[MUSIC: Pentenacity featuring Reginald Chapman on bass trumpet]
SOLOMON: You play bass trumpet. What led you to that instrument?
CHAPMAN: The bass trombone is cool and I've been pushing it to to be able to be a fit-all catch-all. I played with Foxygen on a bass trombone. And there was a tenor bone / bass trombone hybrid book that Trey Pollard made for me. And so you know, I can play bright enough to like match Rob and Marcus Tenney, Rob Quallich and Marcus Tenney. I can play in a three person section and I can play in a rock band on my bass trombone. I can kind of shape shift that enough. But like there's, it's still a bass trombone, and let’s just face it. Hearing low blowing low improvisation is exciting and cool. But you know, it only has a short… I'm not saying it's a novelty, but my whole goal is to make and play music for people for regular people, you know. Like my mom loves the bass trombone, she loves my playing. But I always think like, what my mom like to listen to? Would she like like this whether or not it was me playing, you know?
[MUSIC; Calculation Theme by Pressure Fit]
Tell me how you were impacted by the pandemic and what you’ve done to kind of beat the overwhelming part of it.
CHAPMAN: It was pretty amazing. Man, I was on the call list for Frozen, which is now done, you know, on Broadway, like officially they've closed it so that's really unfortunate because that was a really - it was great. And so I was doing that, I was getting to the point where… So, in New York, everybody works so hard, and works works because the bottom line is, I mean, just rent is expensive. Just rent alone, you know, let alone going anywhere. All of that stuff, all of the logistical side of living here is just - the bar is just so high. So you have to at least make that, and then that's still not quite a quality of life, right? So you do what you have to do, which is cool because I was able to really sharpen my tools. I was playing with Peruvian brass band ensembles on Sundays and I was playing wedding gigs and all types of just stuff I never thought. I played in a circus in the Bahamas on bass trumpet playing in a trio. You just do what you have to do so you just have to say yes, yes, yes, yes, yes. And then it gets to the point where you - like I was able to choose what I say yes to and I was able to decide maybe this time is better spent at home with my wife. Or maybe this time is better spent, you know, I'm gonna take a cut on this gig so that I can go play my own gig where I'm paying everybody out, maybe I'm not getting paid quite as much or whatever, you know what I mean? Like, I'm gonna build my own dynasty, all of that stuff. And so I was getting to a point where it was a really nice balance…. it was a nice work-life balance and also work that I really wasn't just being a worker, you know, I was getting to a point where I could be creative and work with people and not just for people, you know. And Yeah, just thousands of dollars like already on the books as far as tours. I was touring with this band Lucky Chope, and we were doing an album release tour. We had already done a short leg of it, which is really crazy to think that we're all safe considering like, right before the shutdown, we had literally been playing to like hundreds or thousands of people a night all over the, the Pacific northwest, it was so just bam, all of that stuff just got shut down. You know, and I just had to pivot, you know, and the pivot happened to be education. And it was really cool because a lot of people, especially at the time, you know, it's I guess what people are calling social emotional learning. A lot of kids and parents alike just needed something for their kids to do you know, if anything just to take their mind off of the fact that the world was going through something so crazy.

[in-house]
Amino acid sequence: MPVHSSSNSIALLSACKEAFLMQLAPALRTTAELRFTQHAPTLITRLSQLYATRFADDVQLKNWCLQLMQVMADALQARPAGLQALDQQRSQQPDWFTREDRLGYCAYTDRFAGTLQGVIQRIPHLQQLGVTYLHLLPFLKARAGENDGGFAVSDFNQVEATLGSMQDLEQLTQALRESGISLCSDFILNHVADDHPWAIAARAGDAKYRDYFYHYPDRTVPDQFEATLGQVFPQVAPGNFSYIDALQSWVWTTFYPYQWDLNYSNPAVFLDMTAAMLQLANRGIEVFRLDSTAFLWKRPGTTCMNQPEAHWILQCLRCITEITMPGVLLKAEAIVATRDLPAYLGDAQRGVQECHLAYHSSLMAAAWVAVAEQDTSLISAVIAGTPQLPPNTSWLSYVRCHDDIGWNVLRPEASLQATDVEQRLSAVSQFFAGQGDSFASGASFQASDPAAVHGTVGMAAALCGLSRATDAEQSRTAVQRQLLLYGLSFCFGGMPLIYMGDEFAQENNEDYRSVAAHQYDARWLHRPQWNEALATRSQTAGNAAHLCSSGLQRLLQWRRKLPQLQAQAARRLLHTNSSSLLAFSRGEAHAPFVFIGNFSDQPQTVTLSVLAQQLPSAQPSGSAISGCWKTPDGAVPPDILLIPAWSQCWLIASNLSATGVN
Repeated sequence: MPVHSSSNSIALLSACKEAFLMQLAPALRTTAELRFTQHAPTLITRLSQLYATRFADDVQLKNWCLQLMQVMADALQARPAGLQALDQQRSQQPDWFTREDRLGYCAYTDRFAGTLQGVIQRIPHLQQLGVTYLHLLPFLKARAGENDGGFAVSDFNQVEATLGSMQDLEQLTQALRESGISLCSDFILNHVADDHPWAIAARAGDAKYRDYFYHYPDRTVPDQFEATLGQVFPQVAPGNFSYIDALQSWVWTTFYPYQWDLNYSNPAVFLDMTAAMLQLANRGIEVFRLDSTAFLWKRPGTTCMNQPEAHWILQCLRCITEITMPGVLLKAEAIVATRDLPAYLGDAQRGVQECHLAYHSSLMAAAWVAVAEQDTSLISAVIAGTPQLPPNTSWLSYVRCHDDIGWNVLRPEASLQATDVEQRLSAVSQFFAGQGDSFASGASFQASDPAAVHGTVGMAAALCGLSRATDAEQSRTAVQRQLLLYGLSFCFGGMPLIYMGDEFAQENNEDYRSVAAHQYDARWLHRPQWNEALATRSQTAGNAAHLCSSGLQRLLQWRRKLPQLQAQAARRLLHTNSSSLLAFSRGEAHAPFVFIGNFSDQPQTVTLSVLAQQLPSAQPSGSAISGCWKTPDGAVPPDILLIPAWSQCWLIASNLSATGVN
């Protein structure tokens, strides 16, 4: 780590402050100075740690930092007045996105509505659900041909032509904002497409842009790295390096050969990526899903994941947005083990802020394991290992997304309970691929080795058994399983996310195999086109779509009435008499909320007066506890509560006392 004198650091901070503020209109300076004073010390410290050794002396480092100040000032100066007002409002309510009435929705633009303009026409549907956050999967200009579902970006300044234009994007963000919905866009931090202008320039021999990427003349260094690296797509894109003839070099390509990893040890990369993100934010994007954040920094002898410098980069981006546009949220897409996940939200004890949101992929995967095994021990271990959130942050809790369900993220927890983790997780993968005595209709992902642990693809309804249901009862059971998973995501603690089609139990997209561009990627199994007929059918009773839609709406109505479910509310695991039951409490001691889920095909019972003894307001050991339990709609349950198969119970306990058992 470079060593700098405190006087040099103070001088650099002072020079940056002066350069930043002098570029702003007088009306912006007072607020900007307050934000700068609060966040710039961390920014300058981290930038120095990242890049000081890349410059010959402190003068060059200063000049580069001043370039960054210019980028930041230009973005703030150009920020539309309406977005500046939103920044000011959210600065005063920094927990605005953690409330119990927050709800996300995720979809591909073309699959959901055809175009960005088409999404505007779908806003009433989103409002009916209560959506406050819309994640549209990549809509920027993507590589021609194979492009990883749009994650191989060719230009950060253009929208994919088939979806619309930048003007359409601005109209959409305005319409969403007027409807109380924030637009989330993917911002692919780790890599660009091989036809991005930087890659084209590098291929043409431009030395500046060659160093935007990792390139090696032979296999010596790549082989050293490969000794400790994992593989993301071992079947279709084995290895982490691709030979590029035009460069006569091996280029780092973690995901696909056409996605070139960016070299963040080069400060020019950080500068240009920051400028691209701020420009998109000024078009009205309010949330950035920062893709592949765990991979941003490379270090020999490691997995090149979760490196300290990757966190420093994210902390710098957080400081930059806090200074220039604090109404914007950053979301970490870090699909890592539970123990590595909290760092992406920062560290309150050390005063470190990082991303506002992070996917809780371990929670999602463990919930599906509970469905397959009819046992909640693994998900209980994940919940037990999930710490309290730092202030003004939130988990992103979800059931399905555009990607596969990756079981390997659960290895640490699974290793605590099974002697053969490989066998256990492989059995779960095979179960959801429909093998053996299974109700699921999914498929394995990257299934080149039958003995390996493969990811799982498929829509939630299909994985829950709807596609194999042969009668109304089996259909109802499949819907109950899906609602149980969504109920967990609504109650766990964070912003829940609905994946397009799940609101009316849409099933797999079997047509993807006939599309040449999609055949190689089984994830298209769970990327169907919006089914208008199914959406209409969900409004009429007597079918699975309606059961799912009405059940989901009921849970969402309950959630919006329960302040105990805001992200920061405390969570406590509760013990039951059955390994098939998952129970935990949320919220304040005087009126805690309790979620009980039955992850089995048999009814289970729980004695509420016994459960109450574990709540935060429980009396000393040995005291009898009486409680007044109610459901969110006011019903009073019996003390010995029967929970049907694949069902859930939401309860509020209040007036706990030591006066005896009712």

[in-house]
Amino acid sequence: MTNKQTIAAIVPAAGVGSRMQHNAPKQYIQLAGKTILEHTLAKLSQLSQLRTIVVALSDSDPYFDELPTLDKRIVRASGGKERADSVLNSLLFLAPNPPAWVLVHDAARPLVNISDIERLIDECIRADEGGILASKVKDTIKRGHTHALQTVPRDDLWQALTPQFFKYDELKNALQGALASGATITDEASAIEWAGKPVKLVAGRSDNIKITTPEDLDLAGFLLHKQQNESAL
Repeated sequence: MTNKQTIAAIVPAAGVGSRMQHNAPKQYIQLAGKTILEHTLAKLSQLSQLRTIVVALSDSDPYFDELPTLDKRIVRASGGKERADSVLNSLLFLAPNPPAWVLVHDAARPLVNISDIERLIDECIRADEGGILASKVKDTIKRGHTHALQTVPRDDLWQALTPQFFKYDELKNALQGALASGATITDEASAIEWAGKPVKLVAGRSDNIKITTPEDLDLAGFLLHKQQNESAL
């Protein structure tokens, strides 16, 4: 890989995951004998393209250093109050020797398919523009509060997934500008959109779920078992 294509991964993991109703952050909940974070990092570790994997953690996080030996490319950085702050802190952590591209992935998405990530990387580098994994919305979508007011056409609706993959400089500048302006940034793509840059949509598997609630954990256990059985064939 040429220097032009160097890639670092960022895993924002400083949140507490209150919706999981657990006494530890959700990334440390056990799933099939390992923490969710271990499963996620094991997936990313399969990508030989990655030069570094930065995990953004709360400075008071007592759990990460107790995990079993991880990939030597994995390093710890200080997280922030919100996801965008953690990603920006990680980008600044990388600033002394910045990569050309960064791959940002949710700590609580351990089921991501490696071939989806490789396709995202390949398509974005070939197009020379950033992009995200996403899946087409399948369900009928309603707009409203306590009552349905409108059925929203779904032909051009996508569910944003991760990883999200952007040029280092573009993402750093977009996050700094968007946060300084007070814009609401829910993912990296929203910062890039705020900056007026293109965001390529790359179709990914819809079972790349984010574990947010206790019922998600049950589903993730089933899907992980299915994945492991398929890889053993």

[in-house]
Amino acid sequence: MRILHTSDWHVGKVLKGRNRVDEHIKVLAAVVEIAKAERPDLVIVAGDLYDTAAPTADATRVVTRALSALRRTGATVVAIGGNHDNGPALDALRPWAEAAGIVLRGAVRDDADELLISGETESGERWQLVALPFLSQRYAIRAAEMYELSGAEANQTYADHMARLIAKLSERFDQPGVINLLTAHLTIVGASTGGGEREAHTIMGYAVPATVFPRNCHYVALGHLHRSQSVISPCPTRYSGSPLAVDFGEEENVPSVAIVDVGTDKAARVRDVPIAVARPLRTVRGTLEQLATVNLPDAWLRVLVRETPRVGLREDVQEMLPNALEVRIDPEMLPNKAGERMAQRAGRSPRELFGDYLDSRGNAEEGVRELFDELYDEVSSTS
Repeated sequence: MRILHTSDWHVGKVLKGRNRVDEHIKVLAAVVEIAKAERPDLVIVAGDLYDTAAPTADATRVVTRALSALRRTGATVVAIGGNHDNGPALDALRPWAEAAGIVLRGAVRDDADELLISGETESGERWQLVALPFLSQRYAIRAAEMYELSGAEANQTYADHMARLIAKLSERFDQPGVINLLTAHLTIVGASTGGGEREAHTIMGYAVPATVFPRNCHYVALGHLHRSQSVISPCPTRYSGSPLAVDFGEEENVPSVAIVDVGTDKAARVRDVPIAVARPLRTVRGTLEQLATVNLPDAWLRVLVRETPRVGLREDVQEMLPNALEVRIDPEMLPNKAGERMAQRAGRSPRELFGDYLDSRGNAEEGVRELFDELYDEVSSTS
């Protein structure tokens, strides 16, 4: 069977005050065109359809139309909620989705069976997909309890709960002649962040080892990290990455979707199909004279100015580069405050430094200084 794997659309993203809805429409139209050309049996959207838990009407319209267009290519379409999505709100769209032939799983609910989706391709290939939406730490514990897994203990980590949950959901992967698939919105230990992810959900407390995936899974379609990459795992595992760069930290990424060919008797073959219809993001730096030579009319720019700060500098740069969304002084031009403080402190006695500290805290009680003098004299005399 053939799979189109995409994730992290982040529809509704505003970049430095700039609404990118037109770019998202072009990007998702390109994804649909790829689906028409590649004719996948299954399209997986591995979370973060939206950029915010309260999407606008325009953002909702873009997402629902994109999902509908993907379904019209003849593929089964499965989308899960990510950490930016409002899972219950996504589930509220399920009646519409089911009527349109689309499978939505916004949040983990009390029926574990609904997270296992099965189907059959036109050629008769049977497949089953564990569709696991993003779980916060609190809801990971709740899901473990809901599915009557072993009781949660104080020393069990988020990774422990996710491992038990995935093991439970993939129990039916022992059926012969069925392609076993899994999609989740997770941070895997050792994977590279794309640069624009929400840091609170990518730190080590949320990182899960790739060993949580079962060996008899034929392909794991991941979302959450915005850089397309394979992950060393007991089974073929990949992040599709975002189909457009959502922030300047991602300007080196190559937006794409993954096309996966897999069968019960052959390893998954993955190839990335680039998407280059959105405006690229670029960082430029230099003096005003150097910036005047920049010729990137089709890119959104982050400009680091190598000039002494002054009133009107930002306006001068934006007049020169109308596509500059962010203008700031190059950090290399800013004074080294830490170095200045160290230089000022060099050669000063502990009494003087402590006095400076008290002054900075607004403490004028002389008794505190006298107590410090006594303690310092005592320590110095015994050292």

So I was sitting in this room, you know, I had to make a deal with my neighbors. Because now they're working at home. Everybody's just at home here, and so, you know, five days a week for four or five hours a day, sitting here giving lessons to, you know, everyone from sixth grade all the way up to 40 years old.
It's kind of died down now because you know, it's the summer also, people are running out of money, you know, that's just what it is. But like, there were - this gives me chills. There are some times where literally, a young man was like, Yeah, my dad and sister are being quarantined, on the other side of the house right now because they're sick. And he's asking me about questions about the bass trombone and, and I'm sitting here like, on this other side, just same same as him just trying to like, try to figure out a certain way of normalcy, you know, like, just still trying to like, keep figuring keep going on something right. You know?